In the face of ongoing and projected climate change, including higher temperatures and more erratic climate events across extensive regions of the planet, breeding of crop plants with enhanced yield potential and improved resilience to stressful environments is crucial for global food security.
The effect of climate change on crop production are complex and affect yields both directly (e.g., climate‐associated yield instability and biodiversity) and indirectly (e.g., reduced soil fertility and carbon sequestration, as well as changes in microbial activity). To meet the demands of the ever-growing human population, a significant increase in crop-plant (e.g., food, feed, fibers, and bioenergy) production will be needed.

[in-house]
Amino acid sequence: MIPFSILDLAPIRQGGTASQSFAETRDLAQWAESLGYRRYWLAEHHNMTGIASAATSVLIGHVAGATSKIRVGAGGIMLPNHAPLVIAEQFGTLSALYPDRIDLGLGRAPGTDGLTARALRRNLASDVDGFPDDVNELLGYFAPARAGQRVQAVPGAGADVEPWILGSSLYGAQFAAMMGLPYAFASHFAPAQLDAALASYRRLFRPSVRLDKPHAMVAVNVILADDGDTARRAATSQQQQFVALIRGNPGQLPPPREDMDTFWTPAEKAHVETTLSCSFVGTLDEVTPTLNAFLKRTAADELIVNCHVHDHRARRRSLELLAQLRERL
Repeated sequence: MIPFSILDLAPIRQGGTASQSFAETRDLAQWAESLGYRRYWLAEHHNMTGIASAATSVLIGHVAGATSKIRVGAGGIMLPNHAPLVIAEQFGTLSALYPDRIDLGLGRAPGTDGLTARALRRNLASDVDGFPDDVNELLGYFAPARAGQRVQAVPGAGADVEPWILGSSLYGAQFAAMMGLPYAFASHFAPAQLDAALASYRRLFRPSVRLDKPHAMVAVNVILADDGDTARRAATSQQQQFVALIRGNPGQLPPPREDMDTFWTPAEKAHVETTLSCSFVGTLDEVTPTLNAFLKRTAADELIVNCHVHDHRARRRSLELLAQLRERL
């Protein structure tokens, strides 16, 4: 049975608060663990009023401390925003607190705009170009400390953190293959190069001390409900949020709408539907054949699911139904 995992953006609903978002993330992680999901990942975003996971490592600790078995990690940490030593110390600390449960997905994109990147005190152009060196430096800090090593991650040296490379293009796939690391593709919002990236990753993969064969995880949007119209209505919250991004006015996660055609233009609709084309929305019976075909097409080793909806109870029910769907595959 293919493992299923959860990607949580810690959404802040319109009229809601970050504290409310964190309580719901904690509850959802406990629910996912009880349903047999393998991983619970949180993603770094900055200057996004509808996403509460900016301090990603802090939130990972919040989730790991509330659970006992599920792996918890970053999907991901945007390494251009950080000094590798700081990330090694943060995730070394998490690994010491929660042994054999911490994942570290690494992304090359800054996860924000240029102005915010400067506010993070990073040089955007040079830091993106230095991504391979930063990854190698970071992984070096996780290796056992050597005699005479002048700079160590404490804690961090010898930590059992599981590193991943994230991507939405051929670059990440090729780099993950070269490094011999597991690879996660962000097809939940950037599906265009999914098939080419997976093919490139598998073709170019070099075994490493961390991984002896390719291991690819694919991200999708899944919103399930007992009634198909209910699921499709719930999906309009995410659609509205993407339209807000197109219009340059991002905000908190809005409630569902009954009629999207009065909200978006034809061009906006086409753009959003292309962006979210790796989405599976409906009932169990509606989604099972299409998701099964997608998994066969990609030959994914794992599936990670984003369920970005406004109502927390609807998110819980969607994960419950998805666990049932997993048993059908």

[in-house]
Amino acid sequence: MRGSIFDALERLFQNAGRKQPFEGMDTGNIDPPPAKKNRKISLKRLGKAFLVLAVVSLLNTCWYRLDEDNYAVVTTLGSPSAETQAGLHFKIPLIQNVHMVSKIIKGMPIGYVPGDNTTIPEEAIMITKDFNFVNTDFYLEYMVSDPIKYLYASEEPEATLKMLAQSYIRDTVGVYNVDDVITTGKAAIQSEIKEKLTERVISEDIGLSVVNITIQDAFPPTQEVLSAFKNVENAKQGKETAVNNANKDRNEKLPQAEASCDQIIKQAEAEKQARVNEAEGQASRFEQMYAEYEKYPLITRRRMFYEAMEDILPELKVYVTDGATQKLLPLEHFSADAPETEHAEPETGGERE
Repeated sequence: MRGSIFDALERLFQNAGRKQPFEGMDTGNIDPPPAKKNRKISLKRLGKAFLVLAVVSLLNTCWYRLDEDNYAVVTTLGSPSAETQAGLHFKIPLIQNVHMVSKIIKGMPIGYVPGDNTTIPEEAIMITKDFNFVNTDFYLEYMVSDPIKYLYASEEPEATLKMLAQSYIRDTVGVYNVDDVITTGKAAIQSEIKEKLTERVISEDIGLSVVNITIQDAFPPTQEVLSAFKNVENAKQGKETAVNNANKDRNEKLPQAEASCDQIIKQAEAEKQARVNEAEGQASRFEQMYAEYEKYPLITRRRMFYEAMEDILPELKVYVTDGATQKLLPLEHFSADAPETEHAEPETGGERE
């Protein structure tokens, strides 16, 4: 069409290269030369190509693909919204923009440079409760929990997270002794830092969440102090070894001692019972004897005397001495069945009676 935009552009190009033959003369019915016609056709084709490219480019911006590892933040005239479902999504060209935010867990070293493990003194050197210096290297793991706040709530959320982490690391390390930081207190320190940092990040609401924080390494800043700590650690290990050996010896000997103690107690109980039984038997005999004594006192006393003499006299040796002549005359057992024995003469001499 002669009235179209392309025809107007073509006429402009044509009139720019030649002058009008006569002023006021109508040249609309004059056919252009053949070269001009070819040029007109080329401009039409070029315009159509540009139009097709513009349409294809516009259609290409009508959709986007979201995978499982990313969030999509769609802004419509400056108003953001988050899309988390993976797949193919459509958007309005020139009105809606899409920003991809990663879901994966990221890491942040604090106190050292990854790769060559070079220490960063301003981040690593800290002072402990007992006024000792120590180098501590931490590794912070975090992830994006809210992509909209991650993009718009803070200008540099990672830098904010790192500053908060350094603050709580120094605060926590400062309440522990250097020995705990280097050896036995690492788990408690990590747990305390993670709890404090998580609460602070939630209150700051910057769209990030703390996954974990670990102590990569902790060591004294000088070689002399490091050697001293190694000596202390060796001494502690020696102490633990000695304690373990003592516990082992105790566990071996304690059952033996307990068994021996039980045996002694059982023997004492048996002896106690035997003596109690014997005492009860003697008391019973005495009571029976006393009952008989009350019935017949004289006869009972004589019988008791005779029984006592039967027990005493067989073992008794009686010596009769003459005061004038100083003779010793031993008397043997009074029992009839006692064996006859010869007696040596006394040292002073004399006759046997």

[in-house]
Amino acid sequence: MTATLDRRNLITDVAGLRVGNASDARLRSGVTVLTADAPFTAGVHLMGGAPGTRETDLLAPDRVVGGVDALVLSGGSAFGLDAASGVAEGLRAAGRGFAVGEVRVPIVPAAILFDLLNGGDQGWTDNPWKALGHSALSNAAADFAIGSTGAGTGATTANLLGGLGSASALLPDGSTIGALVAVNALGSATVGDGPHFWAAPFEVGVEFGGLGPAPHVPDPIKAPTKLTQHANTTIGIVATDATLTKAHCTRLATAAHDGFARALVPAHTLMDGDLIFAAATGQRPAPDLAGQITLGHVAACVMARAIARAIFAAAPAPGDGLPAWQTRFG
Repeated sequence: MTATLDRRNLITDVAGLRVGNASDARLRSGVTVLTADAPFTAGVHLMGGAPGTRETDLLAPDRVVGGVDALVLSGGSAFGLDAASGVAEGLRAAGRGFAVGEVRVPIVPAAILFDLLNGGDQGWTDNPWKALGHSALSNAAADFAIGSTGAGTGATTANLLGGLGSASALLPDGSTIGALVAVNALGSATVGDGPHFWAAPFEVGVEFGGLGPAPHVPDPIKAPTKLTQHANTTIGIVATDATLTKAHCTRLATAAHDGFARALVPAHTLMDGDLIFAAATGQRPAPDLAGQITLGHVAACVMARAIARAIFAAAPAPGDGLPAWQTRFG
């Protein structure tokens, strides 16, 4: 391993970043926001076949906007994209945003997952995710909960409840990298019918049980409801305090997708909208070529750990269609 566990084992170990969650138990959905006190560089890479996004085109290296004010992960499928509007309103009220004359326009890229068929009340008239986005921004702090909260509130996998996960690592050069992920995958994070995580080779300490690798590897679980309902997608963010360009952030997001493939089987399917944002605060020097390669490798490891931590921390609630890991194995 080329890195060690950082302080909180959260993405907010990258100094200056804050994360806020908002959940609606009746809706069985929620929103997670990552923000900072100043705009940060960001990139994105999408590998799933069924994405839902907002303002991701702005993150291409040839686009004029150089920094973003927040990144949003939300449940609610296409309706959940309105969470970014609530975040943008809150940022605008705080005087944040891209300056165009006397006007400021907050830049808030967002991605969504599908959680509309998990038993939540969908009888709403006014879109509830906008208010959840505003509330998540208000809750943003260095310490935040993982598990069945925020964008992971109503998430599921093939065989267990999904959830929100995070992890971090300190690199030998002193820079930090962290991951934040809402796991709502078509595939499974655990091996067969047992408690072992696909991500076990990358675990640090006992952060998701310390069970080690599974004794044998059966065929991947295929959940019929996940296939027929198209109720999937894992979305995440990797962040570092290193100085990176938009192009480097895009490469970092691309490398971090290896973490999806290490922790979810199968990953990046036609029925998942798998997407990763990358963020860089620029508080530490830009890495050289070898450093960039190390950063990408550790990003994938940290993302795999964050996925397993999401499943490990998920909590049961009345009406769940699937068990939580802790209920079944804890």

The research at the School of Plant Science and Food Security is using molecular, biochemical, genetic and physiological cutting edge tools for elucidating the mechanisms underlying crop resilience to suboptimal field conditions and developing crops with enhanced resource-use efficiency.
Researchers in the field: